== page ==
You are here: Home News India launches scheme to provide iron tablets to 13 cr girls
India launches scheme to provide iron tablets to 13 cr girls

Jul 18, 2013

Iron Deficiency Anaemia is one of the most widespread nutritional deficiency disorder in India, which affects around 58 per cent of the pregnant women.

adolescent girls.jpg

In a big leap towards improvement of women health in the country, the Indian government on Wednesday launched its ambitious national anaemia prevention programme for distributing free Iron and folic acid tablets (IFA tablets) to girls at the government and aided schools and the Anganwadi centres.

The National Weekly Iron and Folic Acid Supplementation (WIFS) programme launched by India’s Health Minister Ghulam Nabi Azad is a the government’s initiative to protect around provide 13 crore adolescent girls in the age group of 10 to 19 years with iron tablets to help keep iron deficiency and anaemia at bay.

Iron Deficiency Anaemia is one of the most widespread nutritional deficiency disorder in the subcontinent, which affects around 58 per cent of the pregnant women, 50 per cent of the women in the reproductive age, 56 per cent of the adolescent girls and 70 per cent of the children under five years of age.

The programme will supervise the intake of IFA tablets on a fixed day every week and also aims to inform adolescent girls about the required dietary practices for increasing iron intake. The adolescent girls will also be given six- monthly dose of deworming tablets.

Arun Gupta, Member, Prime Minister's Council on India's Nutrition Challenges and Regional Coordinator, International Baby Food Action Network (IBFAN) Asia Pacific, said that iron and protein makes haemoglobin but iron alone is not useful. Gupta stressed that the programme of distributing IFA tablets would be successful if the girls were well informed about the proper diet.

“Girls need to be educated about the right kind of daily diet to maximise the benefit of iron tablets. The Government should also come out with an advisory on the kinds of foods to be avoided at the time of consumption of iron,” Gupta added.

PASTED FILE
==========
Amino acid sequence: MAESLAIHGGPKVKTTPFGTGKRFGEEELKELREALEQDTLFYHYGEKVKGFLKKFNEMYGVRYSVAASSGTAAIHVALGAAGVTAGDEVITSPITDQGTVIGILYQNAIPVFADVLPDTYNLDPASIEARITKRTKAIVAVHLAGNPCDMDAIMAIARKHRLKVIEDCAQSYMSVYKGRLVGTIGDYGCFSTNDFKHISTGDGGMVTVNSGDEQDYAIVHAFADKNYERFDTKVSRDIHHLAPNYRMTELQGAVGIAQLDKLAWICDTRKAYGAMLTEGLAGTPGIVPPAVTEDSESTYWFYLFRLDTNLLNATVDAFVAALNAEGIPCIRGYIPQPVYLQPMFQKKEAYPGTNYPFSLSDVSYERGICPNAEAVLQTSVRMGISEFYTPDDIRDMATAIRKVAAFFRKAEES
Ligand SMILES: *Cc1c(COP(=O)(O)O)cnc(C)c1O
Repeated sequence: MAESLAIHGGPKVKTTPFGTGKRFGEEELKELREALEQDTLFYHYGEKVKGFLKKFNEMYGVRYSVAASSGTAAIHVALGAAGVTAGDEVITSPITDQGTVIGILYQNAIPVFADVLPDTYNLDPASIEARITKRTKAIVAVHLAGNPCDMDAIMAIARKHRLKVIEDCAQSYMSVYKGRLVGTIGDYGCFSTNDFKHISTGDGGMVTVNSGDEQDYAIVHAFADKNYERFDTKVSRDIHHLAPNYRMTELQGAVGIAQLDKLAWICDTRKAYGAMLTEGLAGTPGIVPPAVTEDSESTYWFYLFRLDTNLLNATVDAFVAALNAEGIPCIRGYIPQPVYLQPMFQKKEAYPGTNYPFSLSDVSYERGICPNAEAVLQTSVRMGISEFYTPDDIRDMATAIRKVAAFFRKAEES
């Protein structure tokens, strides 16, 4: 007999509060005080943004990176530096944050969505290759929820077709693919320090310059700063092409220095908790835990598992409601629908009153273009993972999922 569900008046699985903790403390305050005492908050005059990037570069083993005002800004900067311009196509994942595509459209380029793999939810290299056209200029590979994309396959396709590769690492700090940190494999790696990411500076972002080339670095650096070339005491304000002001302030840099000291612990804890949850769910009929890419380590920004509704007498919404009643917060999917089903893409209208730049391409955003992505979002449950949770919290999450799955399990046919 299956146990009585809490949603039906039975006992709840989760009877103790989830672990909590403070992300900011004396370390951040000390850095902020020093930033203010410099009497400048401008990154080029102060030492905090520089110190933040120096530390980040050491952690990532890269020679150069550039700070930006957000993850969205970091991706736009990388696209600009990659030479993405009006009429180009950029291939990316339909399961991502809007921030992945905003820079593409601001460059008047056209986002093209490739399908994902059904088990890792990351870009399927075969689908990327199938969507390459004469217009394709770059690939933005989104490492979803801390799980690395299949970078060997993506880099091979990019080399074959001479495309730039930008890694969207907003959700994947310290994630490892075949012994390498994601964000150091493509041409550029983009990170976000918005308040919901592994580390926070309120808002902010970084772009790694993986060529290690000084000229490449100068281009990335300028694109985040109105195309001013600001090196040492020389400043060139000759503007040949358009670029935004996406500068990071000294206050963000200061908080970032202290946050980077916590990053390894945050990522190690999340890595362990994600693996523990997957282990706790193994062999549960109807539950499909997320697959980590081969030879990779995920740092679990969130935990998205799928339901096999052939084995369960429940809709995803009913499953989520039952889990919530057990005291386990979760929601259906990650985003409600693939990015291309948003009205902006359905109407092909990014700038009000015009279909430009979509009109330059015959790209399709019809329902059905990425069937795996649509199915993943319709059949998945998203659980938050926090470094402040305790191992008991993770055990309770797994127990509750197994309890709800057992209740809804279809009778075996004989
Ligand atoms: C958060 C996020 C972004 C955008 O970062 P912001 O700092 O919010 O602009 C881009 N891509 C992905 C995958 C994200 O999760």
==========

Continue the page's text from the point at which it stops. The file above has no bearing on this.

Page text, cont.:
Gupta also questioned the emphasis of the programme on supply of iron tablets and advocated for a wholesome approach to tackle the complex issue of women’s health. “Health workers need to realise this in a more holistic manner. Reaching out to all the girls would be a challenge. There is also a need to motivate the health-workers and enhance their understanding and technical knowledge about the WIFS programme which should be lined with the whole health system,” he said.

Dr Meera Shiva, an expert on pharmaceutical drugs, said that it would be much better if the girls got nutritive food which had all minerals instead of just iron and folic acid tablets. “Why are we not giving priority to nutritive food? People are buying tonics from the market to supplement their diets but they do not contain enough minerals to fulfill the therapeutic dose of nutrients,” she said.

Shiva lamented that skyrocketing food prices are keeping nutritious food away from the maximum number of children and just the distribution of iron and folic acid is not going to solve the problem. “There is a need to revisit the tradition of having diverse foods. Children need all kinds of vitamins, proteins and minerals for a healthy growth. If we continue to ignore the importance of healthy diet and gorge on junk food, ten years from now, India will have more children with diabetes,” Shiva explained.

Most Read
Most Shared
You May Like




Jobs at OneWorld









Global Goals 2030
OneWorld South Asia Group of Websites